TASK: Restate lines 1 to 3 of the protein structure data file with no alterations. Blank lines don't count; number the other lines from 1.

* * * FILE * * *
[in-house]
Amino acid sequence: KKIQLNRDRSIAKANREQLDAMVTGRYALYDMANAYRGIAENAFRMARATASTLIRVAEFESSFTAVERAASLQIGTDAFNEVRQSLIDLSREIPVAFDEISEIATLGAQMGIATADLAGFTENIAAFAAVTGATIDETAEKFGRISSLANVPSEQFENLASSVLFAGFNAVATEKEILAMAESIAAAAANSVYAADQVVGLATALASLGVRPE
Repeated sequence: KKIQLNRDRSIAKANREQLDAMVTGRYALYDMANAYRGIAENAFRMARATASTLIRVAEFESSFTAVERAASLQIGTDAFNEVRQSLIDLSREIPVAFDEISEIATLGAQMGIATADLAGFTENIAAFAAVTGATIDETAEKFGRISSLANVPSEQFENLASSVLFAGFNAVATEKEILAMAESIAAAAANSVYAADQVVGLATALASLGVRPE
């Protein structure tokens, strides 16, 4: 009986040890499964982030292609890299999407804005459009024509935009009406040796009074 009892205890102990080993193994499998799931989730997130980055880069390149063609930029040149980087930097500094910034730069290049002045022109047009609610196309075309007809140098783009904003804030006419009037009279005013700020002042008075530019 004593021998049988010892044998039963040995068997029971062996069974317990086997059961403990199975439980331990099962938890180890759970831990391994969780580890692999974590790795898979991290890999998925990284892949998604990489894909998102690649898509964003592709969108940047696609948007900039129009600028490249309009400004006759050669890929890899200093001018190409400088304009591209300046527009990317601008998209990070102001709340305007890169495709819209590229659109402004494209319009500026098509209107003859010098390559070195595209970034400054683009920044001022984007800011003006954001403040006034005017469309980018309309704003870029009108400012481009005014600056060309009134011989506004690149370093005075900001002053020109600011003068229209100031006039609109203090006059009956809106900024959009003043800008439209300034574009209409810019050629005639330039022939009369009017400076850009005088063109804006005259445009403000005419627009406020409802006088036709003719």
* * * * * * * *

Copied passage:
[in-house]
Amino acid sequence: KKIQLNRDRSIAKANREQLDAMVTGRYALYDMANAYRGIAENAFRMARATASTLIRVAEFESSFTAVERAASLQIGTDAFNEVRQSLIDLSREIPVAFDEISEIATLGAQMGIATADLAGFTENIAAFAAVTGATIDETAEKFGRISSLANVPSEQFENLASSVLFAGFNAVATEKEILAMAESIAAAAANSVYAADQVVGLATALASLGVRPE
Repeated sequence: KKIQLNRDRSIAKANREQLDAMVTGRYALYDMANAYRGIAENAFRMARATASTLIRVAEFESSFTAVERAASLQIGTDAFNEVRQSLIDLSREIPVAFDEISEIATLGAQMGIATADLAGFTENIAAFAAVTGATIDETAEKFGRISSLANVPSEQFENLASSVLFAGFNAVATEKEILAMAESIAAAAANSVYAADQVVGLATALASLGVRPE